August 5, 2023 

Diana Taurasi’s competitiveness keeps her going as she passes 10,000 career points

'Every morning I wake up wanting to play basketball'

Early in the third quarter of the Phoenix Mercury’s game against the Atlanta Dream on August 3, Diana Taurasi received a pass on the right wing from point guard Moriah Jefferson. With a hand in her face, Taurasi drained a deep 3-point shot to become the first WNBA player to reach 10,000 career points. The Footprint Center crowd went crazy and she was mobbed by her teammates.

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The shot was part of a magical 42-point performance from Taurasi where she became the only player in league history to have a 40-point performance at 40 years old or older. The 41-year-old’s 42 points were the most she has had in regulation in her career and helped Phoenix to a 91-71 win.

With more than 10,000 career points, three WNBA championships, 10 All-Star appearances, one MVP award and five Olympic gold medals, one may wonder why Taurasi is still playing basketball. The reason many, including Taurasi herself, have pointed to is her competitiveness.

“When you get to this age, you probably think about retirement every 10 minutes,” Taurasi said after the game on Aug. 3. “Every time I get to the weight room at 8 a.m. Every time I get on the training table for a massage. After this game, I have to go lift. All these things — you think about it but every morning I wake up wanting to play basketball, wanting to compete, wanting to get this team back on track to win the championship. All those things are still inside me revving up this uncomfortable, little brat that wants to keep playing basketball.”

Las Vegas Aces head coach Becky Hammon, who played against Taurasi, echoed the league’s all-time leading scorer. “She’s a competitor,” Hammon said. “She loves competing. There’s nothing like competing at a high level. Playing in big games. Stuff like that. You can’t compare it. When you’re reaching the age of retirement, it starts to hit you like oh my gosh, I’m never going to hit a big shot again. I’m never going to play in a big game. My biggest game will be at a YMCA pickup game. Like that’s a stark, steep drop off there.”

Women’s basketball pioneer and current Mercury broadcaster Ann Meyers Drysdale believes Taurasi’s passion and love for the game keeps her going. “There’s no question she loves the game but she’s a winner,” Meyers Drysdale said. “She wants to win and she’s competitive. She pays attention to details. She knows how to take care of her body. And she just enjoys being out there and as a fan, I enjoy watching her.”

While competitiveness and her love of the game keep her going, Taurasi could not have reached 10,000 career points without the help of others. She thanked friends and family for helping her and said the milestone could not have been reached without her parents.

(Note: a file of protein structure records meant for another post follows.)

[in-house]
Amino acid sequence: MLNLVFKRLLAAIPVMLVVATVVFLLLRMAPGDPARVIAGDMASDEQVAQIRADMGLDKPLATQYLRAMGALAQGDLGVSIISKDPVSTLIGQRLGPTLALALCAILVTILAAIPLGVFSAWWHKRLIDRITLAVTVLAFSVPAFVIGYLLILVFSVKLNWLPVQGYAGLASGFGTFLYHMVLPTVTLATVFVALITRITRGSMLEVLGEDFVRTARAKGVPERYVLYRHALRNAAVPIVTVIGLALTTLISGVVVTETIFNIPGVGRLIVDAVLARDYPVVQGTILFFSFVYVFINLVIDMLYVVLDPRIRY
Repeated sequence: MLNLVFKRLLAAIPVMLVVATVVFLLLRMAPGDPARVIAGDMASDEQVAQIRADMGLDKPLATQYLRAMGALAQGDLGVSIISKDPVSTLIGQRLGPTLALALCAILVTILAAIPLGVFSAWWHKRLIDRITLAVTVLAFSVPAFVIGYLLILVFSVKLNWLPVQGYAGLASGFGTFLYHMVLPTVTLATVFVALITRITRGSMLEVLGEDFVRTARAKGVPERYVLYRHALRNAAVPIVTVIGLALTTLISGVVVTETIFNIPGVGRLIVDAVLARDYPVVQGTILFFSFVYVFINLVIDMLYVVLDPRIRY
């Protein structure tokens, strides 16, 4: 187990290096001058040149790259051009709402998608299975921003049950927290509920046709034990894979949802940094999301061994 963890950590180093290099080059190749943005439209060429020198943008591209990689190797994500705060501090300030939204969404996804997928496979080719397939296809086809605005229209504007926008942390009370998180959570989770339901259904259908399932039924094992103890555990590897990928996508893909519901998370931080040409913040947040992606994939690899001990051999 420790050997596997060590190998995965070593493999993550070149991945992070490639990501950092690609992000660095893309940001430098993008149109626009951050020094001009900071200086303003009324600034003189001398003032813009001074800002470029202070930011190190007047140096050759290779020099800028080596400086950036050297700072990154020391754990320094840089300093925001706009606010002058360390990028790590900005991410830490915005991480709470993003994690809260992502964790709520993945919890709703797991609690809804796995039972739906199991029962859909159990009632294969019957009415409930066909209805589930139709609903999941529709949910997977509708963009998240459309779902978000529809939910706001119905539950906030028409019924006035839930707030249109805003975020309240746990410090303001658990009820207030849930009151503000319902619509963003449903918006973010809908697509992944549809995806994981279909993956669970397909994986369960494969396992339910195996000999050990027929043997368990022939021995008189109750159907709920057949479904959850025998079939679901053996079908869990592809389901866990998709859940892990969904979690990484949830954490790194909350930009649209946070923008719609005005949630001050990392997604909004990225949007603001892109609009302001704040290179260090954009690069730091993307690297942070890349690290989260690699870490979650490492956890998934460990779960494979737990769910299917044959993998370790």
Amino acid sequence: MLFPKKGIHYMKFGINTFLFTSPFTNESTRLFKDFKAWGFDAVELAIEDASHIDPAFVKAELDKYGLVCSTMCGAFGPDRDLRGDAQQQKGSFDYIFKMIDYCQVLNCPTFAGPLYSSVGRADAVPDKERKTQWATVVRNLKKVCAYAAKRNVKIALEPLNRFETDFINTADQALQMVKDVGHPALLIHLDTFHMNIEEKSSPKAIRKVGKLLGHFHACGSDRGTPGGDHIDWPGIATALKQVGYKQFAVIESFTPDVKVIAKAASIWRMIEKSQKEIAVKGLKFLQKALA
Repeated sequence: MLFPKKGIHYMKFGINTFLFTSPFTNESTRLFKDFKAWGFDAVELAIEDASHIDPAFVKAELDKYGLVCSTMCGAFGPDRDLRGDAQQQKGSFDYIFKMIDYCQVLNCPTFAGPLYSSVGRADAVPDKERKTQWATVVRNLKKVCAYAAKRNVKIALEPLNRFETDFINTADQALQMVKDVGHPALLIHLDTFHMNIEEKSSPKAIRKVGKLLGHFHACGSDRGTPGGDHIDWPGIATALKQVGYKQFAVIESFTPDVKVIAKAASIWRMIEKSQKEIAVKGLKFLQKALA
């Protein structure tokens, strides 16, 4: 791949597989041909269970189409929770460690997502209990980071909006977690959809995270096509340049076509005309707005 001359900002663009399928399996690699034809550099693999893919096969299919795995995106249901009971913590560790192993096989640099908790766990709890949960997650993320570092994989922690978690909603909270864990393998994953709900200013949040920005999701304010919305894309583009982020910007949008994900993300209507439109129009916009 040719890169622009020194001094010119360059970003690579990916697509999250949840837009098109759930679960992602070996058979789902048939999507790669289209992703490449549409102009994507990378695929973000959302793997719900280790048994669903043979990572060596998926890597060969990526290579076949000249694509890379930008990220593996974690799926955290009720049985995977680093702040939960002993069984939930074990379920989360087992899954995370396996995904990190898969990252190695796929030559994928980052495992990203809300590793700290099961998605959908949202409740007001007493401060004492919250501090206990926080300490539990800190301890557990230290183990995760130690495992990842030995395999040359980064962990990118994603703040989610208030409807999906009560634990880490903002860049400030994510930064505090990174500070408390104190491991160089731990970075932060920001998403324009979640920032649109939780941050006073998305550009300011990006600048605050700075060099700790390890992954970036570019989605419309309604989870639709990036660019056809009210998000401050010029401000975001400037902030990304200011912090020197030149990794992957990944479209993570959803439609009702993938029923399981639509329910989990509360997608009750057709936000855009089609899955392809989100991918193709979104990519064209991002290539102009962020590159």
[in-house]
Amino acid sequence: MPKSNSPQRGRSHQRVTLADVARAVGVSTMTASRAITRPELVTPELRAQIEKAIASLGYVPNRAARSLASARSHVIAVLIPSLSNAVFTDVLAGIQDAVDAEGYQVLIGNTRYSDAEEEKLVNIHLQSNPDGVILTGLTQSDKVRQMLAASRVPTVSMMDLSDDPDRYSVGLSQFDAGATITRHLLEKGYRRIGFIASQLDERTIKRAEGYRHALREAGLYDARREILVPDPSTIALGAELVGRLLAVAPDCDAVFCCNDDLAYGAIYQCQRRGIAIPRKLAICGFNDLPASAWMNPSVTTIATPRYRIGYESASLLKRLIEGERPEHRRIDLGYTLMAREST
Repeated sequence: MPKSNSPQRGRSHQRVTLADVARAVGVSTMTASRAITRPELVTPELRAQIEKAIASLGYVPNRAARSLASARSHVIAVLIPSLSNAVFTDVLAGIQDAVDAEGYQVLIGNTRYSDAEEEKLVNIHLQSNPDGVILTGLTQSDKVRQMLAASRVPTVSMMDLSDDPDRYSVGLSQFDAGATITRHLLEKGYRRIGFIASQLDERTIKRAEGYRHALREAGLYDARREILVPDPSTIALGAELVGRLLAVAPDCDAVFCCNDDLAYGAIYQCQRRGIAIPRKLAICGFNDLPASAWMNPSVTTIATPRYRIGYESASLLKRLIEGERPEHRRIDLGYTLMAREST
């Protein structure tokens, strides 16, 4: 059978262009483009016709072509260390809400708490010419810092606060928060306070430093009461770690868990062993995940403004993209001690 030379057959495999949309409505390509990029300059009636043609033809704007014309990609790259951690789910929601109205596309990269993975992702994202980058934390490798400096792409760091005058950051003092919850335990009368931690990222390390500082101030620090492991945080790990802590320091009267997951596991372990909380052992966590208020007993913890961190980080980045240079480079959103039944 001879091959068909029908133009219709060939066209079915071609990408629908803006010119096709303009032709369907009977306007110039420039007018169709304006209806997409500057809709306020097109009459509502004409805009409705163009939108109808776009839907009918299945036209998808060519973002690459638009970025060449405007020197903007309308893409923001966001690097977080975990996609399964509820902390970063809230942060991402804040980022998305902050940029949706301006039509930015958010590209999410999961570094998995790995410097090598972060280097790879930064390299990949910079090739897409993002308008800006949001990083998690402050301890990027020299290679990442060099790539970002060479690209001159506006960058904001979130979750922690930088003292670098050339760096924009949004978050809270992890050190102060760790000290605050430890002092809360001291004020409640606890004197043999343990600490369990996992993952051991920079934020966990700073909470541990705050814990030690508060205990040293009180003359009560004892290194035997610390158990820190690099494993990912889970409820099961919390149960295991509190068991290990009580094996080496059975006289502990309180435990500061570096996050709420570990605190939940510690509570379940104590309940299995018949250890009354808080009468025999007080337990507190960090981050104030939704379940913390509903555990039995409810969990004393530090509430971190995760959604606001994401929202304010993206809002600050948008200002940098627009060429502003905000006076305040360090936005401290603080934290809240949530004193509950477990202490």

Taurasi also talked about her coaches and the role they have played in her career. She has played for notable coaches including Geno Auriemma at UConn as well as Paul Westhead and Sandy Brondello in Phoenix. Taurasi expressed how lucky she has been to play for coaches who did not sugarcoat things. She talked about how it was never “good job” but rather “do better, do more, work harder.”

Taurasi also could not have scored 10,000 career points without the help of her teammates. “Nothing changed from the practice to the game,” current Connecticut Sun forward and longtime Mercury player DeWanna Bonner said. “It’s that intense and then she’s going to make sure that all her teammates are at that level. So I feel like to be that great, you have to bring people along with you. And that’s what she did every single day.”

Mercury president Vince Kozar, who has been with the Mercury and Phoenix Suns organization in various roles since 2006, noted how little has changed about her over the course of her career.

“When I started here, I was a young [public relations] person,” Kozar said. “I was taking her to and from interviews that we had set up and we would walk into a room and it didn’t matter where — she would shake everyone’s hand. She would say ‘how are you? Good to see you.’ She has this way of making people feel like she knows exactly who they are. And she remembers exactly who they are. … So those were my initial impressions, that she was one of the most authentic people that I had ever met and that nothing about that has changed in the last 17 years.”

As for passing the 10,000-point threshold, Taurasi stayed humble leading up to the moment. She noted she hopes somebody else can break her record and that she was not really thinking about the number. However, after she hit the mark on Thursday night, she finally reflected on the milestone.

“It was a cool night,” Taurasi said. “You couldn’t have wrote this any better. For our fans and for our city. And I didn’t feel great going into the game. We just had two tough games on the road. We’re not having the season that we want but hopefully moments like this can turn around [the] team and our morale.”

Written by Jesse Morrison

Jesse Morrison covers the Phoenix Mercury for The Next. A native of Roanoke, Va., Jesse moved to Arizona in 2017 to attend the Walter Cronkite School of Journalism and Mass Communication at Arizona State University, graduating in 2021 with a degree in sports journalism. Outside of The Next, Jesse works for Arizona Sports, co-hosting an Arizona State podcast, producing a radio show and writing for their website.

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